Scientists at the Luxembourg Centre for Systems Biomedicine (LCSB) of the University of Luxembourg have grafted neurons reprogrammed from skin cells into the brains of mice for the first time with long-term stability. Six months after implantation, the neurons had become fully functionally integrated into the brain.

This implantation of neurons is successful because it is stable – and it raises hope for future therapies that will replace sick neurons with healthy ones in the brains of Parkinson’s disease patients, for example. Perhaps, also, for people with Alzheimer’s, whose neurons have become damaged?

The Luxembourg researchers published their results in the current issue of ‘Stem Cell Reports’.

For the research minded, the reference is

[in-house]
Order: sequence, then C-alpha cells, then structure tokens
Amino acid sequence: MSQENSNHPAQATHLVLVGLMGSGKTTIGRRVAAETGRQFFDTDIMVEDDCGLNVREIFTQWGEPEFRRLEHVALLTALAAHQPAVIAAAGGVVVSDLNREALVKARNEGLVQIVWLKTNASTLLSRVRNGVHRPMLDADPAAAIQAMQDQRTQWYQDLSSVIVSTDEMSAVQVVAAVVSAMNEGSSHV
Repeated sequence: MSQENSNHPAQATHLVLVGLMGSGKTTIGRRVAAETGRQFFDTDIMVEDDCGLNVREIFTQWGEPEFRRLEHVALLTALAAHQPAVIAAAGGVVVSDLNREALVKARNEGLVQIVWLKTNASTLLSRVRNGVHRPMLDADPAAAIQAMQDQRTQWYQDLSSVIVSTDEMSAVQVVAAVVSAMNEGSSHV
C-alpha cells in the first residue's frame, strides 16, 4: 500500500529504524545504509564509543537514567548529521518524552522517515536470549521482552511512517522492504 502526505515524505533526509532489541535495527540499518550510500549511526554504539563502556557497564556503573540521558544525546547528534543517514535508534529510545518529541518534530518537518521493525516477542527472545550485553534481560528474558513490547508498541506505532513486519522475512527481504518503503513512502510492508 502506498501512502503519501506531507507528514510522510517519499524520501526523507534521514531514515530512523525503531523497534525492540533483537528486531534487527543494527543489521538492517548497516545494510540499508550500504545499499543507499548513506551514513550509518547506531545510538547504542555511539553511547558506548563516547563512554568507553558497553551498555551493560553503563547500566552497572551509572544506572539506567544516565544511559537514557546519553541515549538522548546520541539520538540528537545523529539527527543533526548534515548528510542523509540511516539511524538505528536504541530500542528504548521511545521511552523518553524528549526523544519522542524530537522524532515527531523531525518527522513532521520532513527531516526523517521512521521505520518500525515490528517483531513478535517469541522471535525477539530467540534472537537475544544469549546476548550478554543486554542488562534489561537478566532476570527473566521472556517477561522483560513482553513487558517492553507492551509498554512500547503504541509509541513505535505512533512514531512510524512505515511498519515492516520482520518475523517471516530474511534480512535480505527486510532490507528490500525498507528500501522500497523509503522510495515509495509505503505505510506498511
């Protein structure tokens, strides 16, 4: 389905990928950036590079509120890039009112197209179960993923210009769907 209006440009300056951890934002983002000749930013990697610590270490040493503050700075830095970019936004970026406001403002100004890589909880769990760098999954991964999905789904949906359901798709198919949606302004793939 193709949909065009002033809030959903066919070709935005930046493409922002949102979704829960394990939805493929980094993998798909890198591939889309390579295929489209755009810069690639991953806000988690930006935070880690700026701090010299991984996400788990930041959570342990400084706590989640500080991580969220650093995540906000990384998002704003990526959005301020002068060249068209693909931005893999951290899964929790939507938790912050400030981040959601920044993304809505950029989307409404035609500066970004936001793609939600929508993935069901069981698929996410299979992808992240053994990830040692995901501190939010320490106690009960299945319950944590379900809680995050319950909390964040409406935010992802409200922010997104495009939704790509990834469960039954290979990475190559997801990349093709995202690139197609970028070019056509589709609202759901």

Stem Cell Reports, accepted, DOI:

Hemmer K., Zhang M., van Wüllen, T., Sakalem M., Tapia N., Baumuratov A., Kaltschmidt C., KaltschmidtB, Schöler H. R., Zhang W., Schwamborn J. C. (2014) Induced neural stem cells achieve long-term survival and functional integration in the adult mouse brain.

For the not- research minded, but for those who love technology – this interesting piece was passed to me on the phone of the young man on the next treadmill to mine at the Gym today.  ‘You’re interested in brain research?’ he asked, propping it up in front of me.  I read it at 4.6 mph.  ‘Email it to me?’ I suggested.  ‘I’ll pass it to your timeline’, he replied.  And here it is!

I hope that when he reaches forty there’ll be cures – and better yet – prevention – for these brain diseases.

Louise Morse

Louise Morse MA (CBT) is media and external relations manager for the Pilgrims’ Friend Society. She is a writer and speaker, and author of books on issues of old age, including dementia, published by Lion Monarch and SPCK. She is a cognitive behavioural therapist, and her Masters’ dissertation examined the effects of caring for a loved one with dementia on close relatives.

This Post Has One Comment

  1. Nelia

    Son of a gun, this is so hellpuf!

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